Even assuming the court had not contemplated deducting funds for the purposes of paying restitution, Prouty would not be applicable to the instant case. Prout y was a direct appeal in which the defendant clearly was challenging the district court's order of restitution. . . . From the record in this case, Williams has never directly appealed the court's actual restitution order. If he believed that the district court violated the [Mandatory Victims Restitution Act] by failing to set a schedule, his first remedy should have been to file a direct appeal, and his failure to raise the issue on direct appeal renders the claim procedurally defaulted.

Though Prouty and Williams address orders of restitution, the Eleventh Circuit has concluded that Prouty is applicable to cases disputing the payment of fines because of its reliance on 18 U.S.C. § 3572(d)(2), a provision located in the statute addressing the imposition of a fine. U.S. v Major, 303 F. App'x 798, 801 n. 4 (11th Cii. 2008) (citing Prout y , 303 F.3d 1249" date_filed="2002-08-27" court="11th Cir." case_name="United States v. David Prouty">303 F.3d at 1254 n. 3).

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Dohrmann v. United States, 442 F.3d 1279" date_filed="2006-03-15" court="11th Cir." case_name="Bernhard Dohrmann v. United States">442 F.3d 1279, 1280-81 (11th Cir. 2006) (holding that a prisoner procedurally defaulted on his § 2241 challenge to the district court's initial calculation of restitution).

Id. at 878. Like Williams, Robinson's assertion that the trial court neglected to set a payment schedule is a claim that should have been brought on direct appeal. Petitioner's failure to appeal the lack of payment schedule procedurally defaults him from bringing this claim. II. IFRP Participation

"A person sentenced to pay a fine or other monetary penalty. . . shall make such payment immediately, unless, in the interest of justice, the court provides for payment on a date certain or in installments." 18 U.S.C. § 3572(d)(1). Pursuant to the authority delegated to the Director of the BOP, the BOP enacted the IFRP. 28 C.F.R. § 545.10, et seq. Through the IFRP, the BOP encourages every "sentenced inmate to meet his.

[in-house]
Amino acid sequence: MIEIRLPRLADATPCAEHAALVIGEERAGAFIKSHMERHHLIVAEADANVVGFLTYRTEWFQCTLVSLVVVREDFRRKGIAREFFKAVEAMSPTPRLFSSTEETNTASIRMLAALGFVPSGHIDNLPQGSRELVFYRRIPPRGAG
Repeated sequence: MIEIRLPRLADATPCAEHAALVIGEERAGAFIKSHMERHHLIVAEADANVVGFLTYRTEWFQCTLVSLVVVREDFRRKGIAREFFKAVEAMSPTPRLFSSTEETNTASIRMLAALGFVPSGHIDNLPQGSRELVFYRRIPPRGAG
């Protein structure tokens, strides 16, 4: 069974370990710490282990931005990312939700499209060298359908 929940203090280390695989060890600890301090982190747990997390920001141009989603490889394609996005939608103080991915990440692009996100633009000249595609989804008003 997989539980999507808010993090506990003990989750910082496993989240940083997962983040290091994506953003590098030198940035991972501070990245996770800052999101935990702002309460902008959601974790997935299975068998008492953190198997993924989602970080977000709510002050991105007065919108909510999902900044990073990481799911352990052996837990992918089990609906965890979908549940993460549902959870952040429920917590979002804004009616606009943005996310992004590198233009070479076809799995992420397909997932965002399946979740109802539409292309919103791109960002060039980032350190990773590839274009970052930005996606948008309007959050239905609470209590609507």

legitimate financial obligations. As part of the initial classification process, staff will assist the inmate in developing a financial plan for meeting those obligations, and at subsequent program reviews, staff shall consider the inmate's efforts to fulfill those obligations as indicative of that individual's acceptance and demonstrated level of responsibility." 28 C.F.R. § 545.10. A fine imposed as part of an inmate's sentence qualifies as an inmate financial obligation. 28 C.F.R. § 545.11(a)(3). The BOP determines whether an inmate participates in the IFRP when an inmate's "demonstrated level of responsible behavior" is assessed. 28 C.F.R. § 545.11(c). Failure to comply with the IFRP can result in punitive action by the BOP. 28 C.F.R. § 545.11(d)(1)-(11).


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Every circuit that has addressed the IFRP has approved of it and found no due process violations. See Montano-Figueroa v. Crabtree, 162 F.3d 548" date_filed="1998-12-08" court="9th Cir." case_name="Manuel MONTANO-FIGUEROA, Petitioner-Appellant, v. Joseph H. CRABTREE, Warden, FCI, Sheridan, Respondent-Appellee">162 F.3d 548, 549 (9th Cir. 1998) (listing cases). The Court of Appeals for the Eleventh Circuit has not indicated that it would vary from the holdings of other circuits. See Williams, 197 F. App'x at 877 (concluding that Petitioner's argument that the IFRP violated due process rights was meritless). Therefore, the undersigned rejects Robinson's argument that the IFRP and punitive action for failure to comply is illegal. There is no violation of statute or the Constitution in the BOP's attempt to collect Robinson's fine.


Based on the foregoing, it is my RECOMMENDATION that Petitioner's petition for writ of habeas corpus, filed pursuant to 28 U.S.C. § 2241, be DISMISSED. '.4 SO REPORTED and RECOMMENDED, this ' day of March, 2010. /fV